Amazon is discontinuing its Dash buttons, the tap-to-reorder device consumers could use to replenish household staples like name-brand household cleaners, detergents and some toiletries.

Why? Because since they were introduced (with some derision) in 2015, many more connected devices have come on the market that let Amazon shoppers restock their pantries — including,
most obviously, its Alexa-connected devices. Also shoppers can now download virtual Dash apps that do the same thing. 

The demise of the device was first reported by
CNET.

The Dash buttons, about the shape of a small sardine tin with an adhesive backing so customers could attach them to refrigerators and coffeemakers, will still be serviced by
Amazon to existing users, but it’s promoting two other models it’s introduced in the last couple years that do the same thing.

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Now the Virtual Dash Buttons Service
does the same thing the physical Buttons did, except consumers access them via any screened device. And “Dash Replenishment” for connected devices automatically reorders products: A smart
dishwasher reorders detergent, a smart printer reorders ink, and so on.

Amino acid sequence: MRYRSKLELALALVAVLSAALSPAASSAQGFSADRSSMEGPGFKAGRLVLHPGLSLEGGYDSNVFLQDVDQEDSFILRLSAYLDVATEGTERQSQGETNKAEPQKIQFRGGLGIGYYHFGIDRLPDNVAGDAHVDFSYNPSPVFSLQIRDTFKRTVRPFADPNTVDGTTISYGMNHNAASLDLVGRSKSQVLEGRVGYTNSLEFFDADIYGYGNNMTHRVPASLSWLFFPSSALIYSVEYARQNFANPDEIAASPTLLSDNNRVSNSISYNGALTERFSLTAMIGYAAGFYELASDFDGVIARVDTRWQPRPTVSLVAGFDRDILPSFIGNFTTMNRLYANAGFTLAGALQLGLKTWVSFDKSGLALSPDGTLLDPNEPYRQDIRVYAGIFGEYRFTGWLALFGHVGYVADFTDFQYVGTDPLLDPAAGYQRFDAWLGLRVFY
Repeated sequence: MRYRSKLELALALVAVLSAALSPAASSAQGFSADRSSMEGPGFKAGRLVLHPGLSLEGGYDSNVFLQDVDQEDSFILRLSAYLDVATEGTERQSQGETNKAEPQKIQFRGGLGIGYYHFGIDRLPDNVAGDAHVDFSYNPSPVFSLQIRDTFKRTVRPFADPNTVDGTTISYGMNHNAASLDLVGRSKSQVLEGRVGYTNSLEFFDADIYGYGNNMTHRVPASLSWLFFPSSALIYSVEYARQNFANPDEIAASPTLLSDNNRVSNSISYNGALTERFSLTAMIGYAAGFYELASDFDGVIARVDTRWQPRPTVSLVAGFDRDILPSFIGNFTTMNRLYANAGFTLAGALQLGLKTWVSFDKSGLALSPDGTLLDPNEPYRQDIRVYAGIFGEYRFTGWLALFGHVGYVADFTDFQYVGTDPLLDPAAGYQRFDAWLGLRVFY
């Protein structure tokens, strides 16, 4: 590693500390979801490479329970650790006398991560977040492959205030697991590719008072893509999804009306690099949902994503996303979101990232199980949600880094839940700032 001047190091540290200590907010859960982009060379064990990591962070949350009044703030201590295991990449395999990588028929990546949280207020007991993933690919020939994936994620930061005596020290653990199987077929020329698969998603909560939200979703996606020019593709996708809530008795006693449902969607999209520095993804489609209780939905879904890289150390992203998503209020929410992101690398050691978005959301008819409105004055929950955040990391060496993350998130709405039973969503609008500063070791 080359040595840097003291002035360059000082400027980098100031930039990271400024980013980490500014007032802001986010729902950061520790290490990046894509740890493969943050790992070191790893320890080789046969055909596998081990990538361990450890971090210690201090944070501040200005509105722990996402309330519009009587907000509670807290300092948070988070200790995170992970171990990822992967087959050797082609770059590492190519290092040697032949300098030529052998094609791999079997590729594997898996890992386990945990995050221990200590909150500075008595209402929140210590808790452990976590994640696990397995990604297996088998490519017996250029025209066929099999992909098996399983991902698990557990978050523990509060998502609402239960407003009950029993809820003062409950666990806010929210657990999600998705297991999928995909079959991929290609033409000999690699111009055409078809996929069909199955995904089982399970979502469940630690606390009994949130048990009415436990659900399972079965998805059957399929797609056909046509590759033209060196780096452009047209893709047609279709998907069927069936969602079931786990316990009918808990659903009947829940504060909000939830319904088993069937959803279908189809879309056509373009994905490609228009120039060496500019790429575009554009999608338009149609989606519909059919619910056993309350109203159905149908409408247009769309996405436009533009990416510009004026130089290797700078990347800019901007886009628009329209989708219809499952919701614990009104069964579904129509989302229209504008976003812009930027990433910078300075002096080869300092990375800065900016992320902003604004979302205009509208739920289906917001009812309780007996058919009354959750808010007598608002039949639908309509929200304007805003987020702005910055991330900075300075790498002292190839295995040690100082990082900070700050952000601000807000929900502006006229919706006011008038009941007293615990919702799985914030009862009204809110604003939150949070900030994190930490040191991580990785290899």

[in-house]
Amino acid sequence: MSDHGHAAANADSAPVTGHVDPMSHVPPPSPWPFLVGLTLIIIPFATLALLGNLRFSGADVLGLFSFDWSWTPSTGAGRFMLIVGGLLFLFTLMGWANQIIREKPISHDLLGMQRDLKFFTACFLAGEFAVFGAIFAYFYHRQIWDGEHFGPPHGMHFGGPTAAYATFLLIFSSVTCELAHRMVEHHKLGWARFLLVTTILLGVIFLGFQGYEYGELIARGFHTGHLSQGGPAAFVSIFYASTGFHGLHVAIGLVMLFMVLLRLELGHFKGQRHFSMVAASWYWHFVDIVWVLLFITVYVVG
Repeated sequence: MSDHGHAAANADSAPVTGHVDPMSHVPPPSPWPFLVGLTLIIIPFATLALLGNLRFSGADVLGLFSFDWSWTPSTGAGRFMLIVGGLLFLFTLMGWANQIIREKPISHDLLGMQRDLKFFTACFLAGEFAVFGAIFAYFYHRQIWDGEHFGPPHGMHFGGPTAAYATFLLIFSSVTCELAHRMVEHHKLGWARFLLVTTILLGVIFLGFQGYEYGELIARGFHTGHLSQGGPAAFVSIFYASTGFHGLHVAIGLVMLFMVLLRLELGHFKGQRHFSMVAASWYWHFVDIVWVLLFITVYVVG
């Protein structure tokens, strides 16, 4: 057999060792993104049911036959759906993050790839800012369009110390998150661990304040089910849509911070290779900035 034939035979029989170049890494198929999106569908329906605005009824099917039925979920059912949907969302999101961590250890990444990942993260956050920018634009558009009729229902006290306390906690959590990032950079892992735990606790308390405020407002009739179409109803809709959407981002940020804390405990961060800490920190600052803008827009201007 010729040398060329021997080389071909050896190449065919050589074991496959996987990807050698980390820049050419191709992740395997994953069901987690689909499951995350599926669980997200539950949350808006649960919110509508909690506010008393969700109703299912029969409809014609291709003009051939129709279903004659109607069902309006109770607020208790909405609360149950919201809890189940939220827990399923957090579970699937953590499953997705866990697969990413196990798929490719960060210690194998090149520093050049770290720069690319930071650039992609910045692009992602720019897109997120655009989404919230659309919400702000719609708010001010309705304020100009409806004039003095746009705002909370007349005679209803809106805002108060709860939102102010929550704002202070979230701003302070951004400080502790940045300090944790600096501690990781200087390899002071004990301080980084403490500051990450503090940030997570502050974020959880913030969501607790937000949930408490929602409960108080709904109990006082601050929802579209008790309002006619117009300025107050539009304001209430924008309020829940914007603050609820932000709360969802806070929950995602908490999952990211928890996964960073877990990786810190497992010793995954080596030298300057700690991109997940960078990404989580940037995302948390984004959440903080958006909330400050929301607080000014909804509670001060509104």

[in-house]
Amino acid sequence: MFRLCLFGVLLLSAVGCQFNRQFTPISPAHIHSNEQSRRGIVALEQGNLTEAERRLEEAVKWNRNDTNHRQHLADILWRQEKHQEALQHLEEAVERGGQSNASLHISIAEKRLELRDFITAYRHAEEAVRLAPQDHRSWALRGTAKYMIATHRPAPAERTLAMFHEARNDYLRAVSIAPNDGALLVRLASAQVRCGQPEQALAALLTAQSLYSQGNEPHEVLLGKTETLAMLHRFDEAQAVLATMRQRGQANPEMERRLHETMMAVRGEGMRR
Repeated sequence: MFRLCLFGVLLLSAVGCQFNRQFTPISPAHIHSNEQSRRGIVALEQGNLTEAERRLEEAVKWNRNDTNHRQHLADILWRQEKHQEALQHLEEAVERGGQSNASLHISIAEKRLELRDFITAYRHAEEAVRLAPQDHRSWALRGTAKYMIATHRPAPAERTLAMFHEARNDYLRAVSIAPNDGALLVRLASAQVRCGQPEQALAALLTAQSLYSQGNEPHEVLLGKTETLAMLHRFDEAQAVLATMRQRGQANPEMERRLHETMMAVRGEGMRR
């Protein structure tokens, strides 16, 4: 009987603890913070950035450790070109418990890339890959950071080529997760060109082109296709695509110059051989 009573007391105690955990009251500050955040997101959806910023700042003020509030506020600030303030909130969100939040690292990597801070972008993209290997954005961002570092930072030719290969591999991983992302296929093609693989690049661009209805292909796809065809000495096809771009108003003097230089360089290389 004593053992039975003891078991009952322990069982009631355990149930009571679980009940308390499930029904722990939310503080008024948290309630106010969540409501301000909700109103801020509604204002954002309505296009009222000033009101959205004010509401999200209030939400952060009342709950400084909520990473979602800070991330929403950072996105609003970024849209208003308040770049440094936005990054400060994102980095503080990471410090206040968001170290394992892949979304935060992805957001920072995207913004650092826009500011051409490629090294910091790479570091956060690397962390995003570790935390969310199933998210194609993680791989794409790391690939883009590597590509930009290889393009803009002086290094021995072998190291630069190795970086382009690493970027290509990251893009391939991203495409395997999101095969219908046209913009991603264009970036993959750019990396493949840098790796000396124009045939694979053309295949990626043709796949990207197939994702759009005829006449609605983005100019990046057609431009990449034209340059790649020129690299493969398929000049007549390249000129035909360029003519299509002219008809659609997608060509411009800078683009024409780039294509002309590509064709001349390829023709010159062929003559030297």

In its instruction sheet online, Amazon claims the digital Dash customers can
“view product details and place 1-click orders on tens of millions of products that ship with Prime,” Amazon’s membership shopping feature. (The physical button could order only
hundreds of products.)

“We’ve also seen customers increasingly using programs like Alexa Shopping, which provides a hands-free shopping experience, and Subscribe &
Save, which lets customers automatically receive their favorite items every month,” says Amazon in its official release on the end of the button.  “With this in mind, we’ve
decided to shift the Dash program focus — as of February 28, Dash Button devices are no longer available for purchase on Amazon globally.”

They may live on, though, as a
kind of iconic marker of the times, a “smart” way to shop in 2015 that now seems a little clunky. 

When Dash was introduced, the Internet of Things was a more foreign
concept than it is now, just a few years later. Indeed, some thought it was an April
Fool’s Day joke,
except Amazon actually announced it on March 31, 2015. 

A few days later a Forrester Research report aimed at CMOs called it  “the
best bad idea of 2015,” though the report predicted it was a precursor to other ways online merchants would try to make the buying process more “frictionless” for
consumers.

The button was, in that sense, right on the button. In the months that followed, more ecommerce sites added “order now” buttons alongside featured items,
making the decision to buy a little more impulsive.

(Excerpt) Read more Here | 2019-03-01 20:23:05
Image credit: source

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